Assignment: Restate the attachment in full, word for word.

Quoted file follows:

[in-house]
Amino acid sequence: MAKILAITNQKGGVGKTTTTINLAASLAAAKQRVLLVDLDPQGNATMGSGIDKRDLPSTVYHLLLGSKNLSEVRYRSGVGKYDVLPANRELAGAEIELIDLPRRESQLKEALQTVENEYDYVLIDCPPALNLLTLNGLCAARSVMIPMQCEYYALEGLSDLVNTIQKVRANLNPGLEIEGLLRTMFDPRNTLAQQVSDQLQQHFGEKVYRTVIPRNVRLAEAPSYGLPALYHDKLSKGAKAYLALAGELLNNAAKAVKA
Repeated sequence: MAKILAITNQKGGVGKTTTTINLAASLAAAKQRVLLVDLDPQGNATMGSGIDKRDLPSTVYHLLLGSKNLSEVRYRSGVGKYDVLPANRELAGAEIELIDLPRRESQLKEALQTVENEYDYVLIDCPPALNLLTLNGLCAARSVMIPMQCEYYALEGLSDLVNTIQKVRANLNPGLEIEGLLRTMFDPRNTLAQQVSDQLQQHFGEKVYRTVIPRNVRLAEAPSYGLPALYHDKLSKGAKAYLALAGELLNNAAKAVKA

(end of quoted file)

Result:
[in-house]
Amino acid sequence: MAKILAITNQKGGVGKTTTTINLAASLAAAKQRVLLVDLDPQGNATMGSGIDKRDLPSTVYHLLLGSKNLSEVRYRSGVGKYDVLPANRELAGAEIELIDLPRRESQLKEALQTVENEYDYVLIDCPPALNLLTLNGLCAARSVMIPMQCEYYALEGLSDLVNTIQKVRANLNPGLEIEGLLRTMFDPRNTLAQQVSDQLQQHFGEKVYRTVIPRNVRLAEAPSYGLPALYHDKLSKGAKAYLALAGELLNNAAKAVKA
Repeated sequence: MAKILAITNQKGGVGKTTTTINLAASLAAAKQRVLLVDLDPQGNATMGSGIDKRDLPSTVYHLLLGSKNLSEVRYRSGVGKYDVLPANRELAGAEIELIDLPRRESQLKEALQTVENEYDYVLIDCPPALNLLTLNGLCAARSVMIPMQCEYYALEGLSDLVNTIQKVRANLNPGLEIEGLLRTMFDPRNTLAQQVSDQLQQHFGEKVYRTVIPRNVRLAEAPSYGLPALYHDKLSKGAKAYLALAGELLNNAAKAVKA